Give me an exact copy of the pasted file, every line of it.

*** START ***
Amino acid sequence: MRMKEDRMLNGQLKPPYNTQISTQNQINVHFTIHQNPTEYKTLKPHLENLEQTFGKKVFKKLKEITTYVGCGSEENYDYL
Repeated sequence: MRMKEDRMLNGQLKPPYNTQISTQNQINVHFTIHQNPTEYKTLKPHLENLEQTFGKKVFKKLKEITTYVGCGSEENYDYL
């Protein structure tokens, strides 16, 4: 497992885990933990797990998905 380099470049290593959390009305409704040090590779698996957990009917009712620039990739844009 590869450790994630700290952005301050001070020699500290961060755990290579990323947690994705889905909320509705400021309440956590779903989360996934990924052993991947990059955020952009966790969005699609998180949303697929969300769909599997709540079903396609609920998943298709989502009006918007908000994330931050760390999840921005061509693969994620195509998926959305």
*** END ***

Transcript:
Amino acid sequence: MRMKEDRMLNGQLKPPYNTQISTQNQINVHFTIHQNPTEYKTLKPHLENLEQTFGKKVFKKLKEITTYVGCGSEENYDYL
Repeated sequence: MRMKEDRMLNGQLKPPYNTQISTQNQINVHFTIHQNPTEYKTLKPHLENLEQTFGKKVFKKLKEITTYVGCGSEENYDYL
């Protein structure tokens, strides 16, 4: 497992885990933990797990998905 380099470049290593959390009305409704040090590779698996957990009917009712620039990739844009 590869450790994630700290952005301050001070020699500290961060755990290579990323947690994705889905909320509705400021309440956590779903989360996934990924052993991947990059955020952009966790969005699609998180949303697929969300769909599997709540079903396609609920998943298709989502009006918007908000994330931050760390999840921005061509693969994620195509998926959305």